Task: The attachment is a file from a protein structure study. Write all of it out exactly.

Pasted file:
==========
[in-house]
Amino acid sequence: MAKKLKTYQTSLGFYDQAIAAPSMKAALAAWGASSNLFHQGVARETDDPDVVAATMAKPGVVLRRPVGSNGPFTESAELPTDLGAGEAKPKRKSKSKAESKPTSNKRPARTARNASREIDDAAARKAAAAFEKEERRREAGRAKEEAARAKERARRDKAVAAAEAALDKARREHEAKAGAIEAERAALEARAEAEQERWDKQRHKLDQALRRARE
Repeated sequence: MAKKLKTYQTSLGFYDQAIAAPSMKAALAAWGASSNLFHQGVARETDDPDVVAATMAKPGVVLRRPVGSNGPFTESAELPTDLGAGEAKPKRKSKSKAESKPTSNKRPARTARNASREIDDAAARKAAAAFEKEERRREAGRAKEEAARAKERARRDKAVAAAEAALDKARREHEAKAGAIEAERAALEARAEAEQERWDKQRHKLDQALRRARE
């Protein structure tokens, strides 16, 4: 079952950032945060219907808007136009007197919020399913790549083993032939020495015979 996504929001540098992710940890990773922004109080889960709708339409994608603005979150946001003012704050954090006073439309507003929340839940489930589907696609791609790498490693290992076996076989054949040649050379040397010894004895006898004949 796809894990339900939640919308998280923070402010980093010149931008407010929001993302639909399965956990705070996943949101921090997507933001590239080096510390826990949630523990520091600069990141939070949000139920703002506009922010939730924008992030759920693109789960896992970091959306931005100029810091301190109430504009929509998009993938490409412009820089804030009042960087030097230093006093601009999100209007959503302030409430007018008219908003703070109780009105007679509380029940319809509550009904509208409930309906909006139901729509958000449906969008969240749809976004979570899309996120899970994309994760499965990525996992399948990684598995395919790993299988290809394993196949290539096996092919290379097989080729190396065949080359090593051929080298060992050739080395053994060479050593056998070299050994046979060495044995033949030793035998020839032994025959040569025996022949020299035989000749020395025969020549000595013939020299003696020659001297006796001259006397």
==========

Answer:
[in-house]
Amino acid sequence: MAKKLKTYQTSLGFYDQAIAAPSMKAALAAWGASSNLFHQGVARETDDPDVVAATMAKPGVVLRRPVGSNGPFTESAELPTDLGAGEAKPKRKSKSKAESKPTSNKRPARTARNASREIDDAAARKAAAAFEKEERRREAGRAKEEAARAKERARRDKAVAAAEAALDKARREHEAKAGAIEAERAALEARAEAEQERWDKQRHKLDQALRRARE
Repeated sequence: MAKKLKTYQTSLGFYDQAIAAPSMKAALAAWGASSNLFHQGVARETDDPDVVAATMAKPGVVLRRPVGSNGPFTESAELPTDLGAGEAKPKRKSKSKAESKPTSNKRPARTARNASREIDDAAARKAAAAFEKEERRREAGRAKEEAARAKERARRDKAVAAAEAALDKARREHEAKAGAIEAERAALEARAEAEQERWDKQRHKLDQALRRARE
């Protein structure tokens, strides 16, 4: 079952950032945060219907808007136009007197919020399913790549083993032939020495015979 996504929001540098992710940890990773922004109080889960709708339409994608603005979150946001003012704050954090006073439309507003929340839940489930589907696609791609790498490693290992076996076989054949040649050379040397010894004895006898004949 796809894990339900939640919308998280923070402010980093010149931008407010929001993302639909399965956990705070996943949101921090997507933001590239080096510390826990949630523990520091600069990141939070949000139920703002506009922010939730924008992030759920693109789960896992970091959306931005100029810091301190109430504009929509998009993938490409412009820089804030009042960087030097230093006093601009999100209007959503302030409430007018008219908003703070109780009105007679509380029940319809509550009904509208409930309906909006139901729509958000449906969008969240749809976004979570899309996120899970994309994760499965990525996992399948990684598995395919790993299988290809394993196949290539096996092919290379097989080729190396065949080359090593051929080298060992050739080395053994060479050593056998070299050994046979060495044995033949030793035998020839032994025959040569025996022949020299035989000749020395025969020549000595013939020299003696020659001297006796001259006397």